Another political issue is a potential upsurge of referenda. At the European level, countries such as Denmark, France, Greece, Hungary, the Netherlands, and Sweden could be next. Pew polling shows that less than half of the populations of Spain, France, and Greece have a favorable view of the European Union, and the majority of populations in many countries disapproves of its handling of refugees. Majorities in Italy and Sweden and pluralities in the Netherlands and Hungary disapprove of how Brussels has handled economic issues. Additionally, other countries will see their regionalist movements strengthened, which could lead to more internal referenda for independence in places like Scotland and Catalonia.

The lack of political focus that may result from this referendum at the European level makes it difficult to deal with issues challenging the continent. Coherent Western policy responses to common challenges become more difficult, as the European Union will be less able to deal with problems such as Ukraine, Russia, migration, refugees, and counterterrorism. If Brussels backpedals on Ukraine-related sanctions, Russia will be freer to operate in Eastern Europe and indulge in further international adventures. The global effort against terrorism will also be weakened. As prime minister, David Cameron has been one of the strongest supporters of the fight against Islamic extremism. His replacement will have to cope with internal issues and negotiating a velvet divorce with the European Union, leaving less high-level attention for anything else. Though no one in Britain is clamoring for a withdrawal from continental affairs (with the possible exception of Jeremy Corbyn), it is nonetheless likely that in the short term foreign policy issues such as counterterrorism and deterring Russia will be pushed to the back burner. The political reordering of both the Labour and Conservative Parties and the lack of strong parliamentary leadership means that, for the time being, Britain’s government will lack a credible helmsman capable of promptly and coherently dealing with emerging national security crises. Additionally, it is likely that any potential successor government will be focused primarily on managing the Brexit’s economic fallout and renegotiating favorable trade ties with the European Union. Given this turbulent economic and political climate, renewed engagement abroad will likely be a secondary priority.  Another second-order effect of diminished United Kingdom influence in Europe will be less U.S. influence in the European Union.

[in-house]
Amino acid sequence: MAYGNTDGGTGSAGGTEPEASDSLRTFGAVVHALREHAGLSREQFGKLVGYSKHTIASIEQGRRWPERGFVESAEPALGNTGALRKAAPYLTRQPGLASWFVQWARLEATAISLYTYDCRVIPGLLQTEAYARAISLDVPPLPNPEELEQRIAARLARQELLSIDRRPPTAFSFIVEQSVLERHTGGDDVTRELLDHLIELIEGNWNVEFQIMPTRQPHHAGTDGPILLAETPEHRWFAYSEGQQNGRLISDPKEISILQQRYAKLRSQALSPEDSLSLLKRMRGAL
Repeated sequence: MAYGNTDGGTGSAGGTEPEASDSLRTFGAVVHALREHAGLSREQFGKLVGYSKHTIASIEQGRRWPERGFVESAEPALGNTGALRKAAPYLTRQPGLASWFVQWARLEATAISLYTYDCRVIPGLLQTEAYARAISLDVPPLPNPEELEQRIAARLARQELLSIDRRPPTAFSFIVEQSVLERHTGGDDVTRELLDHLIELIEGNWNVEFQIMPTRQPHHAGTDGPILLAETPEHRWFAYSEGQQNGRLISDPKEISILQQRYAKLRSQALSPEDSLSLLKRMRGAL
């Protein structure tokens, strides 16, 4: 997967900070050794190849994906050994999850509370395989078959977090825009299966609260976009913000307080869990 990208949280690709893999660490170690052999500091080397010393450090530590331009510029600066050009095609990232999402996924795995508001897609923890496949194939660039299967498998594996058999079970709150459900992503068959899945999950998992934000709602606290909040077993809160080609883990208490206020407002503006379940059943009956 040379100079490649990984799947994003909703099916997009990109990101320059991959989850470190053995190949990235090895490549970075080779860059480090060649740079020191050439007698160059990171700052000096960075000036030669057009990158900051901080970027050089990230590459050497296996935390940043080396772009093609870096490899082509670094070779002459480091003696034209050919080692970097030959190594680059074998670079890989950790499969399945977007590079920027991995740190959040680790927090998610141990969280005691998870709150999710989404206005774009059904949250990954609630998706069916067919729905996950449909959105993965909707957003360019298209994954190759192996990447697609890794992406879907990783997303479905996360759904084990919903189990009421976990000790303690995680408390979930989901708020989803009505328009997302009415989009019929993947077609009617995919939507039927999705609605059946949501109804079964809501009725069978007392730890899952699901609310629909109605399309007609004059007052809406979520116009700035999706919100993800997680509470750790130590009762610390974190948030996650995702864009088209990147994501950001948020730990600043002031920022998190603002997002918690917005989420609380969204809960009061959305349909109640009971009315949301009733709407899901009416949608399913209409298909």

A third, but lesser risk is military. First, the E.U. Common Security and Defence Policy (CSDP) will be much harder to maintain, much less improve upon. A Britain that makes the mistake of diminishing all international efforts — ould also hurt Western efforts in the Middle East and Afghanistan. It could also weaken NATO at a key time, as Russia continues to wage “political warfare” against Eastern European countries, NATO members, and the alliance itself. A United Kingdom damaged economically by the Brexit could also continue the trend toward falling defense budgets, further weakening not only NATO, but also the global coalition of the willing.

In the near term, it is likely that the Brexit vote will be extremely destabilizing for the future of the European Union, NATO, and the world economy. However, several steps can be taken to mitigate the hazards of Britain’s withdrawal. The majority of this work is diplomatic and informational.